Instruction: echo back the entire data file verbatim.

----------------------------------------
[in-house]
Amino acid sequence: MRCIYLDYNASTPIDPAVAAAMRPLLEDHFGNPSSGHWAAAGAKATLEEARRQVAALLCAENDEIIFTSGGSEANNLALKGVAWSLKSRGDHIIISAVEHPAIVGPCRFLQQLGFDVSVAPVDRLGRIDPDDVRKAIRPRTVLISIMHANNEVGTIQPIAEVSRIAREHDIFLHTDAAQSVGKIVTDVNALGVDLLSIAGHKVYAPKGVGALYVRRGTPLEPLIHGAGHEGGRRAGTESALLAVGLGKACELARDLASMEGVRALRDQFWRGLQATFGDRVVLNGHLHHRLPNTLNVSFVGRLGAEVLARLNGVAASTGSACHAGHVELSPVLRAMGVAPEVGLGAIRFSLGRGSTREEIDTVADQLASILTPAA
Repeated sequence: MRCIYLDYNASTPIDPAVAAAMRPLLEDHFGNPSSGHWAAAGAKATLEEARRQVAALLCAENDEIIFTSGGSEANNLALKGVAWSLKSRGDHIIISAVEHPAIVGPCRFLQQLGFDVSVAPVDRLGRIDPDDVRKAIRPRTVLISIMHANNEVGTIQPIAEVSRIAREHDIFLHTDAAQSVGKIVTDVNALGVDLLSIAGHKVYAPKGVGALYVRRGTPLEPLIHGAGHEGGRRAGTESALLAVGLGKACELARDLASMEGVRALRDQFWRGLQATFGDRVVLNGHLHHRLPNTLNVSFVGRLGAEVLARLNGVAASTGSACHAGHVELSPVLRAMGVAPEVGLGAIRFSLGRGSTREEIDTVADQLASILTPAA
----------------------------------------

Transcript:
[in-house]
Amino acid sequence: MRCIYLDYNASTPIDPAVAAAMRPLLEDHFGNPSSGHWAAAGAKATLEEARRQVAALLCAENDEIIFTSGGSEANNLALKGVAWSLKSRGDHIIISAVEHPAIVGPCRFLQQLGFDVSVAPVDRLGRIDPDDVRKAIRPRTVLISIMHANNEVGTIQPIAEVSRIAREHDIFLHTDAAQSVGKIVTDVNALGVDLLSIAGHKVYAPKGVGALYVRRGTPLEPLIHGAGHEGGRRAGTESALLAVGLGKACELARDLASMEGVRALRDQFWRGLQATFGDRVVLNGHLHHRLPNTLNVSFVGRLGAEVLARLNGVAASTGSACHAGHVELSPVLRAMGVAPEVGLGAIRFSLGRGSTREEIDTVADQLASILTPAA
Repeated sequence: MRCIYLDYNASTPIDPAVAAAMRPLLEDHFGNPSSGHWAAAGAKATLEEARRQVAALLCAENDEIIFTSGGSEANNLALKGVAWSLKSRGDHIIISAVEHPAIVGPCRFLQQLGFDVSVAPVDRLGRIDPDDVRKAIRPRTVLISIMHANNEVGTIQPIAEVSRIAREHDIFLHTDAAQSVGKIVTDVNALGVDLLSIAGHKVYAPKGVGALYVRRGTPLEPLIHGAGHEGGRRAGTESALLAVGLGKACELARDLASMEGVRALRDQFWRGLQATFGDRVVLNGHLHHRLPNTLNVSFVGRLGAEVLARLNGVAASTGSACHAGHVELSPVLRAMGVAPEVGLGAIRFSLGRGSTREEIDTVADQLASILTPAA